European aluminium sector in a critical situation
- The price of aluminium has once again reached a peak.
- The sharp increase in energy prices – main production cost –, strong demand and a drop in production growth in China are the main causes.
- Consequences for downstream mills could be severe.
- Tensions on the Ukrainian border are not helping.
- While aluminium is an essential metal for the economic transition, part of European production is threatened.
Strong price increase
The price of European aluminium has increased by about 15% since the start of 2022, exceeding its historic high of October 2021. This is an increase of more than 60% compared to January 2021. While this might sound like good news for aluminium producers, it is not at all. Indeed, not only strong demand, but also – and above all – the drop in production in Europe and China is pushing prices up, while aluminium inventories are historically low. Production mainly dropped because energy prices have risen sharply in 2021. Additionally, in China, the desire to reduce air pollution for the Winter Olympics, as well as to reduce carbon dioxide emissions – 5% of which are coming from the aluminium industry – is limiting the growth of aluminium production for 2022. China finds itself forced to import aluminium on a massive scale to compensate for the domestic shortage.
Significant cost pressure
As energy represents a high proportion – more than a third – of production costs, the sharp increase in the price of gas has a huge impact on companies’ profitability, especially in Europe where the price of natural gas has increased by almost 550% from December 2020 to December 2021, according to the World Bank.
As a result, European aluminium producers find themselves faced with a difficult choice. Either they close their smelters or they reduce their production, even if it means producing at a loss. This last option is the choice made by the largest smelter in Europe at the end of December 2021. Indeed, Aluminium Dunkerque Industries France has announced that it will lower its production of primary aluminium. In Galicia (Spain), Alcoa has decided to completely close its primary aluminium smelter – the second largest in Europe – for two years (until the end of 2023). However, it will continue to resmelt aluminium for its clients in the pharmaceutical and food industry. In Romania, it was announced at the end of December that the production of the Alro smelter would be cut by 60%, blaming unsustainable energy prices. In Slovakia, production at the Slovalco smelter (owned by Norsk Hydro) will be reduced to 60% of its capacity (down from 80%).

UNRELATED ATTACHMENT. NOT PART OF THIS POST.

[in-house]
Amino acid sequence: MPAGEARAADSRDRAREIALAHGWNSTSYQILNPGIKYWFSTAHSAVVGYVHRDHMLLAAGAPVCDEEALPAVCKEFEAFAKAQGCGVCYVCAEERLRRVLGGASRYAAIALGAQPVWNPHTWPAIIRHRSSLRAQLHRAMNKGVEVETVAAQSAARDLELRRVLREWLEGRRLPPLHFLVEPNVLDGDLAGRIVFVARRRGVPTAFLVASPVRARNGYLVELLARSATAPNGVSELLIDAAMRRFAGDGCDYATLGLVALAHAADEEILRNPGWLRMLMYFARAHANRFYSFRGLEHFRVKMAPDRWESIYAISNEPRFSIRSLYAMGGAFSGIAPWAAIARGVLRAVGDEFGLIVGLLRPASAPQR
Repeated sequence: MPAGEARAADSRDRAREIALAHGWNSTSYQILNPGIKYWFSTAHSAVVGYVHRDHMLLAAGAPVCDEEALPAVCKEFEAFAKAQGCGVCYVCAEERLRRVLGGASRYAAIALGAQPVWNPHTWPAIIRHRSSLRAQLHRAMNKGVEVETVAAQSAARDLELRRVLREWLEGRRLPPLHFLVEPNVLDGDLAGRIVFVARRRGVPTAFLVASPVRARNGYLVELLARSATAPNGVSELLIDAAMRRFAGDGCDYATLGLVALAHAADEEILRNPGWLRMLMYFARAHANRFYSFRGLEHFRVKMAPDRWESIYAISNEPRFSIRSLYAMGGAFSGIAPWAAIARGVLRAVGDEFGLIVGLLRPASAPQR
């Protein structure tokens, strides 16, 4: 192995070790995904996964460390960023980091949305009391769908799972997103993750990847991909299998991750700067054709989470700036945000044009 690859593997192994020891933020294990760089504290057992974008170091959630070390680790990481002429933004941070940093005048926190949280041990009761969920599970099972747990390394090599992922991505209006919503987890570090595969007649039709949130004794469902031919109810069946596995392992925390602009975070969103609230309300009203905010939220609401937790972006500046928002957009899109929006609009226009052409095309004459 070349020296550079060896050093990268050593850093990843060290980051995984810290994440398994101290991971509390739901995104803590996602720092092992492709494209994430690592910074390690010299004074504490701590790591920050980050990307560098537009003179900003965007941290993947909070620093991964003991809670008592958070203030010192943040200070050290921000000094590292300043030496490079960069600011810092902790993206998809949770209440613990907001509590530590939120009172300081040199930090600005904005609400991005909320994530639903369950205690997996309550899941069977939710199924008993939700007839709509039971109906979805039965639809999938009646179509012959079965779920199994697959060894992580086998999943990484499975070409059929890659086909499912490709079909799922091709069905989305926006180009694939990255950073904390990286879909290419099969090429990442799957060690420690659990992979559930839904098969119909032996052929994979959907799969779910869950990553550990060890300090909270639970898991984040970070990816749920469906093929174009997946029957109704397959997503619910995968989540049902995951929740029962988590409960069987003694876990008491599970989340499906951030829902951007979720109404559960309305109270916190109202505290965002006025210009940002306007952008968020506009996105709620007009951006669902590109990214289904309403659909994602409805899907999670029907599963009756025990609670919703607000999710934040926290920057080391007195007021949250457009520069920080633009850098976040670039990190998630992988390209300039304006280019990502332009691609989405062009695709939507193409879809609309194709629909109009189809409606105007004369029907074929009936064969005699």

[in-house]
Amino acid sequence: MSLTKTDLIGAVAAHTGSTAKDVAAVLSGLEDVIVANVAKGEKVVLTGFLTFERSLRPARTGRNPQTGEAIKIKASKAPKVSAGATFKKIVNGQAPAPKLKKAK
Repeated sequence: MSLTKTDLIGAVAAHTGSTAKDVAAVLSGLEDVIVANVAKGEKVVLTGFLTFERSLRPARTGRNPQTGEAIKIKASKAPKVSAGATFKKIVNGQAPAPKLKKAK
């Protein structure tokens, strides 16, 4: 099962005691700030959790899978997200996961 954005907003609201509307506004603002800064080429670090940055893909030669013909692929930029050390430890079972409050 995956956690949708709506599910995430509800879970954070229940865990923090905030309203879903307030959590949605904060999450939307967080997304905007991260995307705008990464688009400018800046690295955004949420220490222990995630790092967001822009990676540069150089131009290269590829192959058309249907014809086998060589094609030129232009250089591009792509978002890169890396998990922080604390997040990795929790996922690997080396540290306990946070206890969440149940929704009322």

Impact on the downstream mills
All these cuts in the production of primary aluminium will therefore have an impact on downstream mills. Since they need primary aluminium, this does not bode well for them. Mills with an integrated production of primary aluminium should suffer less from this drop in European production, but will still be significantly impacted by electricity costs.
Additional risk linked to Russia-Ukraine tensions
The current tensions between Russia and Ukraine are already taken into account in the price of European gas. However, in the event of Russian aggression against Ukraine, Europe could lose critical energy supplies. In addition, American and European sanctions would be expected against Russia, which is a commodity powerhouse and the second-largest aluminium producer in the world after China. And like in 2018, when RUSAL was hit by sanctions, new sanctions would seriously disrupt the European aluminium sector. While the aluminium value chain (bauxite and alumina) has already been strongly impacted by electricity shortages, new barriers to trade could be a fatal blow to the European industry.
To conclude, the demand for aluminium is expected to increase sharply in the future, considering that it is an essential metal for the transition to a greener economy. Non-European foundries are therefore benefiting from this surge in aluminium prices. However, the overall growth in production volume is limited or even at risk, due to energy prices, but also due to the desire to reduce carbon dioxide emissions. While we need aluminium to lower these emissions in the future, we are currently slowing down the production of aluminium to avoid emissions. The paradox of our times...
Analyst: Matthieu Depreter – firstname.lastname@example.org